WASHINGTON – The Federal Reserve is concerned about suspiciously heavy trading of gold futures after its meeting last week that may have been triggered by a premature release of market-sensitive information.
In a statement, the central bank said Tuesday that news organizations that receive embargoed information from the Fed agree to withhold information until the time set for its release. The Fed statement said, “We will be conducting follow-up conversations with news organizations to ensure our procedures are completely understood.”
After the meeting, the Fed said it would hold off on slowing its $85-billion-a-month in bond purchases. That surprised markets and led to a day of record highs on Wall Street.
Trading in financial markets is now dominated by automated computer systems, which make trades in tiny fractions of a second that can lead to millions of dollars in profit. Receiving the data early — even by a few milliseconds — can give an unfair advantage to some firms.
The Fed operates media lock-ups when its policymaking committee meets eight times a year, although the procedures are less strict than at Labor and the Commerce Department.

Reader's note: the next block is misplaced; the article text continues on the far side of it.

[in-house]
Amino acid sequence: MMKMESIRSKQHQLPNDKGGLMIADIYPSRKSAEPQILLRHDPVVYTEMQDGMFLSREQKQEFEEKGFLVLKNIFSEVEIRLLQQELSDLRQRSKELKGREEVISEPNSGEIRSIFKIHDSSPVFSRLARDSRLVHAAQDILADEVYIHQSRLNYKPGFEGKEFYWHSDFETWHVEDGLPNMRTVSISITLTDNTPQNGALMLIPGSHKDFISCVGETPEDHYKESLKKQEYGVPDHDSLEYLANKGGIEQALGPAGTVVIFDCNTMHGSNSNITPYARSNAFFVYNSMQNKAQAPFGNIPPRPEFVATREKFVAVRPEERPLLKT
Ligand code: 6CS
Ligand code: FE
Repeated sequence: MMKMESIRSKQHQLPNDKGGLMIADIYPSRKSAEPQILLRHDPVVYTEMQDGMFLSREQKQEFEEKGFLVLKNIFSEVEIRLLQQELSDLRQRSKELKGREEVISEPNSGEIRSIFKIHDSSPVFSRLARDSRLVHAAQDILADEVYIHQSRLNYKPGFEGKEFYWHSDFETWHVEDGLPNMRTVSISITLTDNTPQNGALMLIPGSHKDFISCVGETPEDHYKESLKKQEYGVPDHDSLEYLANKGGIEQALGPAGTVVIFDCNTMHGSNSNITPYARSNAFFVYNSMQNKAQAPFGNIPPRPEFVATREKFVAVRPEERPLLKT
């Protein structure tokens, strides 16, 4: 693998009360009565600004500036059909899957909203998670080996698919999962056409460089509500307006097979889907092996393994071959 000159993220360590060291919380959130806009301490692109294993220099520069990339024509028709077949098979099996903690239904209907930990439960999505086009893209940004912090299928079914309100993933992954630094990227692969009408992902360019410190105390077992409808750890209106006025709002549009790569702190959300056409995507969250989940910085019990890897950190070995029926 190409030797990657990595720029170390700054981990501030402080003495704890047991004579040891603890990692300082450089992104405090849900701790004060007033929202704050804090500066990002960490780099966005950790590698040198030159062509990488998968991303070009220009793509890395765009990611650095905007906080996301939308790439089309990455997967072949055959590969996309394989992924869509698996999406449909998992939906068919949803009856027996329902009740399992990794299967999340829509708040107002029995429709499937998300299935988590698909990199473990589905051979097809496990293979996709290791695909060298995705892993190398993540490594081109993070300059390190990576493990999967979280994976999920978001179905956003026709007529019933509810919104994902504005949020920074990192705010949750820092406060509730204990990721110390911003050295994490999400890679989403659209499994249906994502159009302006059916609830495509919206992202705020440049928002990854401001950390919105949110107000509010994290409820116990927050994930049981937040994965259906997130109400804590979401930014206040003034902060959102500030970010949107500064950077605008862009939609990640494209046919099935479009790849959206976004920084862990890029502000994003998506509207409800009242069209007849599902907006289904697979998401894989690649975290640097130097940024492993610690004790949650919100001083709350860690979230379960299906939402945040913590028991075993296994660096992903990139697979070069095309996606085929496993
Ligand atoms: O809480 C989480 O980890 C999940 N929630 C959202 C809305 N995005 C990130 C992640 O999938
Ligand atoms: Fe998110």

Labor and Commerce officials hold lockups in secure facilities and control the Internet and phone lines. When lockup begins, the connection is shut off for 30 to 60 minutes and reporters receive the embargoed information. Officials turn phone and Internet lines back on when the lockup ends.
Reporters are prohibited from bringing cellphones into the lockups. Labor is even more strict. It recently installed lockers outside the room where reporters must stow all personal items — including their pens and calculators.
Fed officials work on an honor system. The Fed’s policy statement is distributed 10 minutes early to reporters at their desks in the press room at Treasury. Internet and phone lines are not disconnected, and cellphones are not collected.